literary agent

Top Twenty

Top Twenty

I've written before about how writers, even the great ones, suffer from "corrosive self-doubt," a term coined by the great James Lee Burke.

I do bite my thumb at Thee, sir.

As some of you may have noticed, I am a writer of self-admitted minimal success and enormous failures, but I still write. I think psychologists call that "self-injurious behavior." So be it.

Today's "Writing Wednesdays" blog is about a weird kind of retribution for all the rejections I've suffered from agents. When I research a literary agency, I review what each agent is interested in before deciding whether or not I should contact them. I wouldn't send a murder mystery to an agent who only handles historical non-fiction, for example. This is a standard process.

Now, I do the rejections, dumping agents that aren't appropriate for my work. "Take that!" I shout at the computer screen when I reject an agent. "How do you like that, you arrogant, elitist, literary snob!" Of course, they don't know I've rejected them; whereas, when they reject me I get it in writing or, even worse, silence.

This approach is recent, and I know it may fall short just a tad from reality. But therapy can take on many faces. I find comfort in it, but I suspect it is only temporary. Stay tuned for next week's "Writing Wednesdays" blog.

Writing Wednesday

I plan to dedicate a blog about writing on Wednesdays from now on, as much as possible. If you've been following curlylarryandme, you know that I'm a writer with some success and lots of failures. I have written more about rejections than anything else, because I'm an expert on being rejected, as is nearly every other writer regardless of publishing credits, or not.

Usually, when I query a literary agent I think would be a good match for me, they explain on their website, that they are busybusybusy people, and a bit self-important, too. Most of them have a tone of condescension, too. They say they receive 5,342 queries every day of their busybusybusy lives, and because of their level of busy-ness, they may not be able to tell you that you stink for a month or two. Or not at all. The "or not at all" attitudes are especially annoying. In other words, they are so busybusybusy they don't have time for good manners, common decency, or simple professionalism.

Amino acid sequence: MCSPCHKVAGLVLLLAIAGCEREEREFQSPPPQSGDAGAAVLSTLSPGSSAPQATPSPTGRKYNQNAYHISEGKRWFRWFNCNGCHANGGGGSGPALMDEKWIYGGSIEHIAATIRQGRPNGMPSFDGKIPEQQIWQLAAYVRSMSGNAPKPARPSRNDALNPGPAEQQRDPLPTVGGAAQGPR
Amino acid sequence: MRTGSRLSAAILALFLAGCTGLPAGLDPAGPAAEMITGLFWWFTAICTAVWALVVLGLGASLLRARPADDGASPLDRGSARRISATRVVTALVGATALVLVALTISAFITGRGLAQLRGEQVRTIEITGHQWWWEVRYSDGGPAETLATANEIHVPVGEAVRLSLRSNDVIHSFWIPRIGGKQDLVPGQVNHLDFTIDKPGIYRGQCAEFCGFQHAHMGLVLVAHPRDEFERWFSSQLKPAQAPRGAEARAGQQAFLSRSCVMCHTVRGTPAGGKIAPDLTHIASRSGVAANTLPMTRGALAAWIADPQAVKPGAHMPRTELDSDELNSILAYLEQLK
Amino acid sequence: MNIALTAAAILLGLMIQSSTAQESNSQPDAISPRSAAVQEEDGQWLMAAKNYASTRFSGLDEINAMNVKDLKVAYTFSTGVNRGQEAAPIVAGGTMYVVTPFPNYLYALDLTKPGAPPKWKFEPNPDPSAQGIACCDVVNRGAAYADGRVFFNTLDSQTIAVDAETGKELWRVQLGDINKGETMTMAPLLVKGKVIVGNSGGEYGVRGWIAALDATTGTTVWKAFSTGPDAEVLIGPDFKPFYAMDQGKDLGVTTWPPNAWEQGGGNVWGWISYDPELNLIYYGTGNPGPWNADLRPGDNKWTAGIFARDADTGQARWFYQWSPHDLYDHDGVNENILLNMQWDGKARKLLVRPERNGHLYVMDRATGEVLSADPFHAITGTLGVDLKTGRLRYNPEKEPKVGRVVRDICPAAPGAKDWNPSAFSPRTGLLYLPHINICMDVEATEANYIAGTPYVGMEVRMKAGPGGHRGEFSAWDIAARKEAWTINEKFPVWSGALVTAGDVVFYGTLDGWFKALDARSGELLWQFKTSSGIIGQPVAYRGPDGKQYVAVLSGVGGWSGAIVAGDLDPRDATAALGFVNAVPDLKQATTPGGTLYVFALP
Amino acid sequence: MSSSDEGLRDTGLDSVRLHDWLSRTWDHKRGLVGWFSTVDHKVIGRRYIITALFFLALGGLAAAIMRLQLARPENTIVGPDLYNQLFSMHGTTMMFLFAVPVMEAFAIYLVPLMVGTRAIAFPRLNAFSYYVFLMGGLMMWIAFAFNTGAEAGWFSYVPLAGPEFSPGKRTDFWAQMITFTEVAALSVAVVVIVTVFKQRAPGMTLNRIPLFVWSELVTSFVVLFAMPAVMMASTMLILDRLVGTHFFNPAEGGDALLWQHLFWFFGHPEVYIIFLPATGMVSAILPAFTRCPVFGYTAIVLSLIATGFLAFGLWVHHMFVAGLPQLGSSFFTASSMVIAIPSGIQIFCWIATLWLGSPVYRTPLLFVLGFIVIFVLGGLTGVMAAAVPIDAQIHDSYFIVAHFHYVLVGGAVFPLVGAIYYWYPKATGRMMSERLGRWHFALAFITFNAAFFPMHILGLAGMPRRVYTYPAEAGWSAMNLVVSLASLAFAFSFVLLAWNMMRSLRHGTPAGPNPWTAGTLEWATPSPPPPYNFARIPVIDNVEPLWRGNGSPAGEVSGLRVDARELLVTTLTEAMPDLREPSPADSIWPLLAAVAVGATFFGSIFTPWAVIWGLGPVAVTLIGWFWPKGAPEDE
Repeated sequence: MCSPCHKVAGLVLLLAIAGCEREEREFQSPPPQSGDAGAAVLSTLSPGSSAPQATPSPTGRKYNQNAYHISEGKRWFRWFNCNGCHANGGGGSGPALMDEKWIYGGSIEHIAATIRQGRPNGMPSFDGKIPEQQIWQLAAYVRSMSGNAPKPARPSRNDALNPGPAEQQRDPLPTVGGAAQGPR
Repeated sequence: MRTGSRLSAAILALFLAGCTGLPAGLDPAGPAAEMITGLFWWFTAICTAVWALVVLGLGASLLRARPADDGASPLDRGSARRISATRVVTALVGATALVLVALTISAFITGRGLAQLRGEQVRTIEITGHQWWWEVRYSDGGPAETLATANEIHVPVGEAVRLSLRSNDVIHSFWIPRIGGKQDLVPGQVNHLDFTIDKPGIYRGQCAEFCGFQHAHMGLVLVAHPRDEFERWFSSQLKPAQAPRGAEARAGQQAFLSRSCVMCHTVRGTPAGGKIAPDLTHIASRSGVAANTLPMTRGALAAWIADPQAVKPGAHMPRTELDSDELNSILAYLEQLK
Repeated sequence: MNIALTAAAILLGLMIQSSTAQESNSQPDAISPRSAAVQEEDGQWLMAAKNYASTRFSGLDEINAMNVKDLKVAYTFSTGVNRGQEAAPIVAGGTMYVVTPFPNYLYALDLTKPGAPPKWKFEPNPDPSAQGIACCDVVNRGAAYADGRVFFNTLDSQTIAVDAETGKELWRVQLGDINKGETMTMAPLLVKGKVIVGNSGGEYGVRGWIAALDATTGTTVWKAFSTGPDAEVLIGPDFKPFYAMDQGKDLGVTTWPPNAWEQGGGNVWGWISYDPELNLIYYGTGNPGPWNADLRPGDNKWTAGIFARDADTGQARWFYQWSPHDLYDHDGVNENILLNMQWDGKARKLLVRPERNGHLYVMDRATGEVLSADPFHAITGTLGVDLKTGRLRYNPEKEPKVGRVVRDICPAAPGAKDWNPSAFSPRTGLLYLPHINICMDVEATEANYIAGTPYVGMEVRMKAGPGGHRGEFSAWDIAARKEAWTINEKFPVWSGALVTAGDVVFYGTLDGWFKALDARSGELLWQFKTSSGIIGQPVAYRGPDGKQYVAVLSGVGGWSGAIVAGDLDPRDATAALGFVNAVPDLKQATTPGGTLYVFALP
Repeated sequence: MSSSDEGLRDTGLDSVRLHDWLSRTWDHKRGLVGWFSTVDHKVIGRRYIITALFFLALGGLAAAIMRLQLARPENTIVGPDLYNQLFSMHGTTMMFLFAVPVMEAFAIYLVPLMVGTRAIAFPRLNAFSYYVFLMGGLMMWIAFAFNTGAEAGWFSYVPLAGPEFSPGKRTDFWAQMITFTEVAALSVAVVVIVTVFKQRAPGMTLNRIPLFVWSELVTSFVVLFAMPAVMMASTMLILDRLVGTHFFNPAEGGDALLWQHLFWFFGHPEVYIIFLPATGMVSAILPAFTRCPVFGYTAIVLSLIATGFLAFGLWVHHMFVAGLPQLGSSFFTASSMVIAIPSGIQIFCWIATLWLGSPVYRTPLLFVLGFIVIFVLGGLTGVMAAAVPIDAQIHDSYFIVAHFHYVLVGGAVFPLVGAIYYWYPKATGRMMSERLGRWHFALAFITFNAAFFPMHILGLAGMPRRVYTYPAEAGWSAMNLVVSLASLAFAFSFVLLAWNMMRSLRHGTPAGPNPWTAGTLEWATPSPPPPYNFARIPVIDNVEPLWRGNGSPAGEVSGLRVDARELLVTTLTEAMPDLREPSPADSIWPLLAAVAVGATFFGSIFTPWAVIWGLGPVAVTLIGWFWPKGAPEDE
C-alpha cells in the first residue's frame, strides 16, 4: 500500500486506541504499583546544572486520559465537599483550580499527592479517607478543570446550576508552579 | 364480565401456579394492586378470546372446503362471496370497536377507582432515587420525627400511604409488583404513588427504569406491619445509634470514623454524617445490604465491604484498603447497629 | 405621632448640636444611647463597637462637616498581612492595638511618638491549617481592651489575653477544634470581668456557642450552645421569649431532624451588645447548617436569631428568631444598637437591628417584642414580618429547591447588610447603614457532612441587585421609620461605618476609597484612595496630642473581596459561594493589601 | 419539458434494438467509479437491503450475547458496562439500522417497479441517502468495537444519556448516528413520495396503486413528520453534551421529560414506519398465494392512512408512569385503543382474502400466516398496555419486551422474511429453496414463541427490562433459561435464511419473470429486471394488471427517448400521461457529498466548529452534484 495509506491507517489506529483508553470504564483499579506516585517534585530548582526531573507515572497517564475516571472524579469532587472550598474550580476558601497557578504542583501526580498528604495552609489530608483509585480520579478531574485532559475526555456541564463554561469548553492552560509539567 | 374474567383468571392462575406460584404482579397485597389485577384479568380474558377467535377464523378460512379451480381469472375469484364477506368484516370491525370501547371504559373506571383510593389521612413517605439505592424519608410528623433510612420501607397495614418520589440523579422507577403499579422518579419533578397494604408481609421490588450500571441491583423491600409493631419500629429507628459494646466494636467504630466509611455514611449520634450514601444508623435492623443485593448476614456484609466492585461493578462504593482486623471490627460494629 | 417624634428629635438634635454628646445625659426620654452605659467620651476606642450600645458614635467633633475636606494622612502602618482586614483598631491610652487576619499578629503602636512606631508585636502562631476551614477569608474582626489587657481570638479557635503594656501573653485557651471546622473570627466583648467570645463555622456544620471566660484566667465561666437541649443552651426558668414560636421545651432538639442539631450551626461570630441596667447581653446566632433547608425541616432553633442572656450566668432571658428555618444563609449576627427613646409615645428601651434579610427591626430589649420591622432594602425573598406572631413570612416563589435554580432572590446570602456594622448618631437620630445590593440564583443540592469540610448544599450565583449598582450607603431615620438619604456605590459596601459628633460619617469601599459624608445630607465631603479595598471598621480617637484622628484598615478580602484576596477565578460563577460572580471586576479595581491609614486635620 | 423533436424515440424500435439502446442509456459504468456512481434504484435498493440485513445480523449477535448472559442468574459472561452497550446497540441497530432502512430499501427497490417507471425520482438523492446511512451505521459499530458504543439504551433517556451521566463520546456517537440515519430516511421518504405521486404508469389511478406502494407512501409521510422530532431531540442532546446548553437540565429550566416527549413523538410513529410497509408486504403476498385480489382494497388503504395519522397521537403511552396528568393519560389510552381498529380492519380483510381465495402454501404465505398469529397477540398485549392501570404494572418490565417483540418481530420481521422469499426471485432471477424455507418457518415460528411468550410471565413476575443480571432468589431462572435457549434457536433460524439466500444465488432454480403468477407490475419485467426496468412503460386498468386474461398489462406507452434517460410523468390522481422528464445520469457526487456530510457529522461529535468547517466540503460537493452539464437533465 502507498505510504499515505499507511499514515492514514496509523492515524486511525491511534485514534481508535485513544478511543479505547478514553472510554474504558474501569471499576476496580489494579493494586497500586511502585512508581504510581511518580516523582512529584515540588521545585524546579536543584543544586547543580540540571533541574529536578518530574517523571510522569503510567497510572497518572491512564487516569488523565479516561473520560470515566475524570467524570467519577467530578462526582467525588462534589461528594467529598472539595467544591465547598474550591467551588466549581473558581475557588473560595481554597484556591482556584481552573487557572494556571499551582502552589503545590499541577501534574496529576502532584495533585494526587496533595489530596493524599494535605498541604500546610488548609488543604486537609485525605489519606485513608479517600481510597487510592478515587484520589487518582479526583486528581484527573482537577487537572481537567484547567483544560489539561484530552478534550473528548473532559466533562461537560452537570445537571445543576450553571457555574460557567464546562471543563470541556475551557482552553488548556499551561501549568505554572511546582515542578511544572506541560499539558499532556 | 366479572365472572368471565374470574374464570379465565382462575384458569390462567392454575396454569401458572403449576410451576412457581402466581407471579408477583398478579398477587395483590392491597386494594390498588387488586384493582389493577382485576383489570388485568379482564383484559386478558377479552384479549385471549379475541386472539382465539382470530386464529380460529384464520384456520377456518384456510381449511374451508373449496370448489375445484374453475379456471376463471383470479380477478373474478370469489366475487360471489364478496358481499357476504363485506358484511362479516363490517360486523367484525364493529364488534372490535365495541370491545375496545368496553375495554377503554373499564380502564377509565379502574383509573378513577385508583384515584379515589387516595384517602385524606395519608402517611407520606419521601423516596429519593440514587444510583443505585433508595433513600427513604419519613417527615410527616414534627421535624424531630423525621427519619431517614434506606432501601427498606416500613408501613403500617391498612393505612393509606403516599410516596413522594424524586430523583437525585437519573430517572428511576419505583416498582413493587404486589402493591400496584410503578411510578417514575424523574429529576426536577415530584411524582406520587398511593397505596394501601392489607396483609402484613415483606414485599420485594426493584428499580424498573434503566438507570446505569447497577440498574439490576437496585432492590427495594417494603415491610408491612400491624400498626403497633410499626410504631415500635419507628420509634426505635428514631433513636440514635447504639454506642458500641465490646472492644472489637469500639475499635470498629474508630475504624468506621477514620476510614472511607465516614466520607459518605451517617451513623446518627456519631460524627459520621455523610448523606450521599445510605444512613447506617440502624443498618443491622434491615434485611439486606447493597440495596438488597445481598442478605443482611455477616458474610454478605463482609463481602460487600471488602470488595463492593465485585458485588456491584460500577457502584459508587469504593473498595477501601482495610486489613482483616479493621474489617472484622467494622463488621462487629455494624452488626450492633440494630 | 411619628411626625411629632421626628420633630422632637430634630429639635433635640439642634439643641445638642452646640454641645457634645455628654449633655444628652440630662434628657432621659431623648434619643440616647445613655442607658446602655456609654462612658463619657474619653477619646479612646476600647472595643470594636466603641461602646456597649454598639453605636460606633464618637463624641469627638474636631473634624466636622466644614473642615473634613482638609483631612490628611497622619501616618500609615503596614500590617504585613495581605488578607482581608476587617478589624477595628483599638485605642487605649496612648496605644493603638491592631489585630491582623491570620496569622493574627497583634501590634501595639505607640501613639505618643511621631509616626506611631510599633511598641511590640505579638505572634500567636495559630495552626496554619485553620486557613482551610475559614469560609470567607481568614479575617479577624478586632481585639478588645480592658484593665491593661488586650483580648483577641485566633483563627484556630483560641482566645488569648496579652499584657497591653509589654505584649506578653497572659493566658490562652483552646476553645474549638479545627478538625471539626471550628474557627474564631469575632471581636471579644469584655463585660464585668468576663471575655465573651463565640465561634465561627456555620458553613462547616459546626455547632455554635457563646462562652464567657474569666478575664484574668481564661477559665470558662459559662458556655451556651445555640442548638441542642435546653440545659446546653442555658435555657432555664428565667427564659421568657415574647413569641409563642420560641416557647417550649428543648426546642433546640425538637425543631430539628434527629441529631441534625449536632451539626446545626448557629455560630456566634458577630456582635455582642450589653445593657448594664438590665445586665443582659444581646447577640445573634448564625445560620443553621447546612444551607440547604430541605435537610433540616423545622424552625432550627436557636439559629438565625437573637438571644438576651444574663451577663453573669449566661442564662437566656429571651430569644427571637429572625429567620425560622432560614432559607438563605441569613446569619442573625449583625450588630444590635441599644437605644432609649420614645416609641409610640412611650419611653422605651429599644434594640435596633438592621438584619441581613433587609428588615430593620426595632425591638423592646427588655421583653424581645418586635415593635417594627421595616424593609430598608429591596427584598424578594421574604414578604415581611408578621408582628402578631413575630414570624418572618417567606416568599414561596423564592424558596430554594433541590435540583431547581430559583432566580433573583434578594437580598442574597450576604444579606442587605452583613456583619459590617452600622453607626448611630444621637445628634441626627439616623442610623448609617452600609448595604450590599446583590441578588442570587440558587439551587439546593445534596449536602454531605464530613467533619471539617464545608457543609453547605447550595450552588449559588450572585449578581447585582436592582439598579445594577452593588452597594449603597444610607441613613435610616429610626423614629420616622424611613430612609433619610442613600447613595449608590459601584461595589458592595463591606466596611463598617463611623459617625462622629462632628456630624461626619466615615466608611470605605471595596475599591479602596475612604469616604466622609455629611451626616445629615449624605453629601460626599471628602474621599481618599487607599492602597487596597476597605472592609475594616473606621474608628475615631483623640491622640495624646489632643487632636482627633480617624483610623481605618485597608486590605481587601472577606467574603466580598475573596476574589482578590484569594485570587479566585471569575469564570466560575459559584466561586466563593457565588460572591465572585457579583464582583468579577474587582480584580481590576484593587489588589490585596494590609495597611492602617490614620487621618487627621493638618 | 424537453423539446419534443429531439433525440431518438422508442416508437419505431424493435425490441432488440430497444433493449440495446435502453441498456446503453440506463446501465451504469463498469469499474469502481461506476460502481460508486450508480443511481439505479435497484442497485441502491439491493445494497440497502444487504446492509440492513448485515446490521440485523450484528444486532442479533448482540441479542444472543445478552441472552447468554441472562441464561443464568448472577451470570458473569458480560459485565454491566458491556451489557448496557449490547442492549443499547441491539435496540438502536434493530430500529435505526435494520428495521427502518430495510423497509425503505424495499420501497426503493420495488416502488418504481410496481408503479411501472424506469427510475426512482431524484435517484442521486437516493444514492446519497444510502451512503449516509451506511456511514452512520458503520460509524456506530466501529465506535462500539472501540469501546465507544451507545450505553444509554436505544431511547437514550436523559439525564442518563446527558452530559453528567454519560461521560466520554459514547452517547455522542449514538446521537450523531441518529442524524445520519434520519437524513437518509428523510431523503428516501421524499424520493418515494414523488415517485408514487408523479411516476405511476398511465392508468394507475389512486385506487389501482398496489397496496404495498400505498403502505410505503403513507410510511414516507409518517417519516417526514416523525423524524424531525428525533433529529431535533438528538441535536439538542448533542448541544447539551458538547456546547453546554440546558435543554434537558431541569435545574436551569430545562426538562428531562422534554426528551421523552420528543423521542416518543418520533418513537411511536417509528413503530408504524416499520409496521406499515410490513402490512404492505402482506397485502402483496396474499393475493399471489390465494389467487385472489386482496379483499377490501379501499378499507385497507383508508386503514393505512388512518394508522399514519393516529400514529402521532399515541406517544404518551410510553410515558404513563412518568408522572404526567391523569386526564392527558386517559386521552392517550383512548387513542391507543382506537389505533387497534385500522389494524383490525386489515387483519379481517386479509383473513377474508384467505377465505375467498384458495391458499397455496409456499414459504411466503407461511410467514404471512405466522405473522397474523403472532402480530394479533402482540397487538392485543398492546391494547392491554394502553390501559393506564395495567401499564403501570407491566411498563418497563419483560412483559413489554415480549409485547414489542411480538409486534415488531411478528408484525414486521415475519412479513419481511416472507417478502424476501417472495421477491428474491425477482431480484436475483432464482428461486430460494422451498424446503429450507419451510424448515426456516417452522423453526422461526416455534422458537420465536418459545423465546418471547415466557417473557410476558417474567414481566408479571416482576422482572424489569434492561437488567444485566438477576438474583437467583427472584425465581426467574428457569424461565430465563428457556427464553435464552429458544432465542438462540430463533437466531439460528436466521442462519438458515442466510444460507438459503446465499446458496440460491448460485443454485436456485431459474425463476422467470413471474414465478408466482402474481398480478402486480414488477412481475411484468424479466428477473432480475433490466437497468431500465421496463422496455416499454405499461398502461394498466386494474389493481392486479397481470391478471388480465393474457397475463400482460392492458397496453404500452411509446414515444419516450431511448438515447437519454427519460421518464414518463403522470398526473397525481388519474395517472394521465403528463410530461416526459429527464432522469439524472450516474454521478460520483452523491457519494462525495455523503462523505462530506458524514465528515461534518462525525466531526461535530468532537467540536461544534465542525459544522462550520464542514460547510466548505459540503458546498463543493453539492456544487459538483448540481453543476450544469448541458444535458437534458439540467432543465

So, when I sent off a query letter and a few sample pages to an agent who seemed to be a good match, I was a bit surprised to receive a polite, professional, and kind rejection email in, get this, 18 HOURS! Was my letter so terrible that the poor woman threw up and hit the REJECT AUTOMATIC REPLY that fast? I could not believe it. A first in decades of rejection letters. 18 HOURS!

When I told my astute Book Concierge, Rowe Carenen, she said not to worry, that the busybusybusy agent's "In Box" was probably full, triggering the response, and she probably never even saw the query letter and sample pages. That made sense. I tried again with another agent at the agency. That was a little over two weeks ago. No rejection. Yet. Maybe she's reading what I wrote. Maybe she'll be impressed. Maybe she won't. Might be too busybusybusy. I'll let you know when, and if, I hear from her.

In the meantime, keep writing!